It's that time of year again. Parents all around the country are coming to the end of an era with their children.
Attending leaving assemblies, preparing for induction days at new schools and buying new uniforms. I went through it all this time last year. I had been dreading it. In some ways, it was everything that I had been dreading. It was a very emotional time, for me, rather than my son; but was also a very positive time and one which I wouldn't worry about should I have to do it again.
The trauma of course starts long before the physical act of leaving primary school. The trauma starts at least 12 months before when the local authority pack comes out and you start deciding which secondary school your child is going to. Then around March time, the letter arrives and, pending appeals and personal choice, the decision is made and you know that your child is off to the big grown up world that is secondary school.
As the parent of one child, it represented a huge change for me. For 6 years I had been dropping my son off at school and picking him up everyday. I enjoyed my little chat with the other mums and I loved seeing the children grow up and change. Year 6 became a year of "lasts".
Last Harvest Festival, Last Carol Concert, Last Sports Day. I am an emotional person and I knew that the other mums were all looking at me and watching for my reaction (or was it over-reaction!). I knew that if I cried that a few others would join in with me - but if I managed to hold it together than the others would too - I was the emotional indicator for all the other year 6 parents.
I actually surprised everyone at the Leaving Assembly. Parents all around me were blubbing, as were the children, but I held it together. My moment had been a week earlier at a leaving party held by one of the parents. The children were having such fun. Singing and dancing together, it was just great. And all of a sudden it hit me. This was it! The group were being disbanded through no fault of their own. Many off to different schools and this moment would never be repeated again. I wouldn't see them grow, hear about their latest escapades anymore. I ran out of the party room and stood outside, absolutely overcome with emotion. I doubt I will ever forget that moment. I was happy and proud that my son had such a lovely bunch of friends and had had such a positive experience for his primary education, but at the same time upset that it had come to an end. He was so secure and looked after there - I didn't worry - I knew he was safe.
As a mother, I was naturally worried about the next step. And I know many of the other Mums were too. What to expect ? Would he settle? Would he make friends? I thought back to my own experience of secondary school. I loved school, but I found the first few terms daunting. Suddenly I wasn't the eldest, I was the smallest. I remember dreading the journey between Upper School and Lower School for fear of being "bagged" by the big girls. Tales of being thrown in the pond on your birthday, or egged and floured. And then of course there were the toilets - gangs of girls huddled in the corner, smoking - not good.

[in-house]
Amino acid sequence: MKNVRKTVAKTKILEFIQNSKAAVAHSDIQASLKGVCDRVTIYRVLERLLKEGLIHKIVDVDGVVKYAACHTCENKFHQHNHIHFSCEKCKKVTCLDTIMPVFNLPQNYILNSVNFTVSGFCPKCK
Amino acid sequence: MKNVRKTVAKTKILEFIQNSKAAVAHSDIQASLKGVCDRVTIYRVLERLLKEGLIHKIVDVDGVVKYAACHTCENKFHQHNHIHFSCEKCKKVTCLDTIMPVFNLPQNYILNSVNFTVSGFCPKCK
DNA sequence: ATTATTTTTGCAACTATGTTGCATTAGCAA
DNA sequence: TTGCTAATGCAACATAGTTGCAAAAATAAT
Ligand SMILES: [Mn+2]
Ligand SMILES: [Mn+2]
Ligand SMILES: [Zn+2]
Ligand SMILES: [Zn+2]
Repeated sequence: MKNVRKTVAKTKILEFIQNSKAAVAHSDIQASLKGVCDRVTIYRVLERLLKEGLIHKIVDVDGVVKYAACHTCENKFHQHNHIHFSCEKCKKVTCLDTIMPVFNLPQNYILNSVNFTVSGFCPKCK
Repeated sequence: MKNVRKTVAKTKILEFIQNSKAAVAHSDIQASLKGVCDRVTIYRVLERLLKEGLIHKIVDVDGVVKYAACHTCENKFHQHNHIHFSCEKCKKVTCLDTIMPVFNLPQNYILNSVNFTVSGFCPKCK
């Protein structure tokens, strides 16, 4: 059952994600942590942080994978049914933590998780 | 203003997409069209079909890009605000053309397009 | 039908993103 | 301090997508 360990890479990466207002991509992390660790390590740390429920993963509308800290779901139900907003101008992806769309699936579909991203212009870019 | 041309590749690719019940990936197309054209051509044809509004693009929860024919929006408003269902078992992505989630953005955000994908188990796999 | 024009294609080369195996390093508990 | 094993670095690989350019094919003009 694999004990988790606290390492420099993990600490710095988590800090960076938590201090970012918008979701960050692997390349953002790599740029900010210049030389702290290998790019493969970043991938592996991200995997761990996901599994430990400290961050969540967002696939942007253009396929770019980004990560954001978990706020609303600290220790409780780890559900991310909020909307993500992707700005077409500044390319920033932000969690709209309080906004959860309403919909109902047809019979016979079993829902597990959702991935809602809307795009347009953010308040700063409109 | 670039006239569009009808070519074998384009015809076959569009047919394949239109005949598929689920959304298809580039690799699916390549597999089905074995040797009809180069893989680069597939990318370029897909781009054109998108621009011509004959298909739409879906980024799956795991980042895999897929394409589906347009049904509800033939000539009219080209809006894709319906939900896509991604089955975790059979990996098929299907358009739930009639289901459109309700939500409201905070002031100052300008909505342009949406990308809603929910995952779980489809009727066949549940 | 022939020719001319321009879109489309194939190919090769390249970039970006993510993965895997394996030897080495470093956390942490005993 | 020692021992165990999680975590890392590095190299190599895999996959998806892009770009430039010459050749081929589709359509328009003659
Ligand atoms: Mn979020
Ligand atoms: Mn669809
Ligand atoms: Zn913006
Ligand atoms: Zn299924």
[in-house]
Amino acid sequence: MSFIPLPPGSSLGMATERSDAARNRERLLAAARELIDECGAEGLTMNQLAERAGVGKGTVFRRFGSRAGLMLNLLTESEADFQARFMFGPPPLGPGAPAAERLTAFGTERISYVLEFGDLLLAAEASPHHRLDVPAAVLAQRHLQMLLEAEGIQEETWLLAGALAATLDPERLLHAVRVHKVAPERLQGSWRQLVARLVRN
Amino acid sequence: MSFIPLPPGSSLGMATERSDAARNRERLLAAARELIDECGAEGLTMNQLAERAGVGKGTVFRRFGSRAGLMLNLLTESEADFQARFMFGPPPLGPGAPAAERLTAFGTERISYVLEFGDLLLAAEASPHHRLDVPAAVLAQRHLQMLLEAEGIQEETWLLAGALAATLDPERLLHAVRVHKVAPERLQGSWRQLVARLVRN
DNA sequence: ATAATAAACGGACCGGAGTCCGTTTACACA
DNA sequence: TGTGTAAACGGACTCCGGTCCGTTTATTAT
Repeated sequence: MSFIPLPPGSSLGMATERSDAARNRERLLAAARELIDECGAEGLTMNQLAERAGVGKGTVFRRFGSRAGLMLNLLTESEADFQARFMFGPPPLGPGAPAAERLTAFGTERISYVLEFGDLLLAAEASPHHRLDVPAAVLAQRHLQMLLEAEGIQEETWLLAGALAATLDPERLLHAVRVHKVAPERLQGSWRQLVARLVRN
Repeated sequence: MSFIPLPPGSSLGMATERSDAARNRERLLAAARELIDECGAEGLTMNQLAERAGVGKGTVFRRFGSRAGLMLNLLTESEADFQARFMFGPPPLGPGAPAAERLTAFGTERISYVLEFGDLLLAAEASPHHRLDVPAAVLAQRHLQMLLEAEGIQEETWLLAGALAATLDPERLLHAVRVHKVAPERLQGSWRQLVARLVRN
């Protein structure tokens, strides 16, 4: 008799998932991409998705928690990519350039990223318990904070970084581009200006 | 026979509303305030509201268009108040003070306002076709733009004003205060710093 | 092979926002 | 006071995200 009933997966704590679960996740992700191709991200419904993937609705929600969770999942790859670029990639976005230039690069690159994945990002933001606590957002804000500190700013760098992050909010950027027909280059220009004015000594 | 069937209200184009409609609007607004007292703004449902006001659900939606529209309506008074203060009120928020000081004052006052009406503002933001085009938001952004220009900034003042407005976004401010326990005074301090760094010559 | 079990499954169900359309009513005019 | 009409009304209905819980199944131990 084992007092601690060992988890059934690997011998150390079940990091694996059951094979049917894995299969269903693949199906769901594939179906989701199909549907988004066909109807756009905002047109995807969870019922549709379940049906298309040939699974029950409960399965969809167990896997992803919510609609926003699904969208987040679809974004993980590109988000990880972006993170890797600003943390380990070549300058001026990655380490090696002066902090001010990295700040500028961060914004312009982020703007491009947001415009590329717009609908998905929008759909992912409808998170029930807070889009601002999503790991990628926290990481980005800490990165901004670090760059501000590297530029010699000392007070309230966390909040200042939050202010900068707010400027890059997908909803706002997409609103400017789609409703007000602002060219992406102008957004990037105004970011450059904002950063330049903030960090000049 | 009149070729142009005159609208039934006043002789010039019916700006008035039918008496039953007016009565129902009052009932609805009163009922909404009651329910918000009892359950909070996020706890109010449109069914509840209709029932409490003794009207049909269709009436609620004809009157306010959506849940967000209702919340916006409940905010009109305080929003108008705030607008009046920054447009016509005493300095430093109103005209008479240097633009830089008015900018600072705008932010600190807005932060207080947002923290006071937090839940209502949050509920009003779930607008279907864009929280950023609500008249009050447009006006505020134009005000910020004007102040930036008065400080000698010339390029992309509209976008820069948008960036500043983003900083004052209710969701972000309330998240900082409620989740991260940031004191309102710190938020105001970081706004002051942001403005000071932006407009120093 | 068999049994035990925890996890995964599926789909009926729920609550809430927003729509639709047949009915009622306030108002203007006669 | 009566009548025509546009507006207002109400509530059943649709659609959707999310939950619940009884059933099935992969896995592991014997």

I applied for and accepted a new job. But it would have meant my son going to after school club every night and because I was unsure how he would settle, I rang them and said that I had changed my mind. What if he was really unhappy? What if the thought of staying at school for another hour every night was just too much for him to bear? I turned it down - excessive I know - but I had to be sure.
The summer holiday was spent buying uniform and school bags that were "cool". Quite the opposite to my uniform as a child. I had very old fashioned equipment and accessories; was still in Clarks shoes and Trutex blouses and I felt odd when everyone else turned up in Freeman Hardy Willis platforms and cardigans from the local fashion store.
Last year when it was my son's turn, I made the most of every day of the summer. We went out and spent lots of time together as a mum and son and also as a family. I invited his primary school friends over regularly and all in all we had a good time.
My son went to a different secondary school than his friends and he had one day extra before starting. My husband took the day off and we had a wonderful time playing golf, and going out for lunch before the Big Day arrived.
I spent all day that day worrying. I needn't have bothered. He came out really happy. In fact the whole experience was a positive one - from the leaving assembly of primary school to the first report of secondary school.
He has been there a year now and it seems out of the group that left his primary school that there are very few pupils who have had problems settling in or making new friends and finding their way around. No reports of bullying yet or falling into the wrong crowd - all the things you worry and fret about in those months before the transition.
Several of my friends are going through the same thing this year and over thinking things just as I did.
My advice - Chill! Relax... and just enjoy the last few weeks of primary school with your child. The whole process is a very emotional one for parents, but children on the whole take it in their stride.
By year 6, they are ready to move on. Mature enough to be away from the little ones and to gain a bit of independence.
Let them go... and let them grow.
It's a hard pill to swallow - watching your child grow up and move away - but it won't be anywhere near as difficult as you think it will be.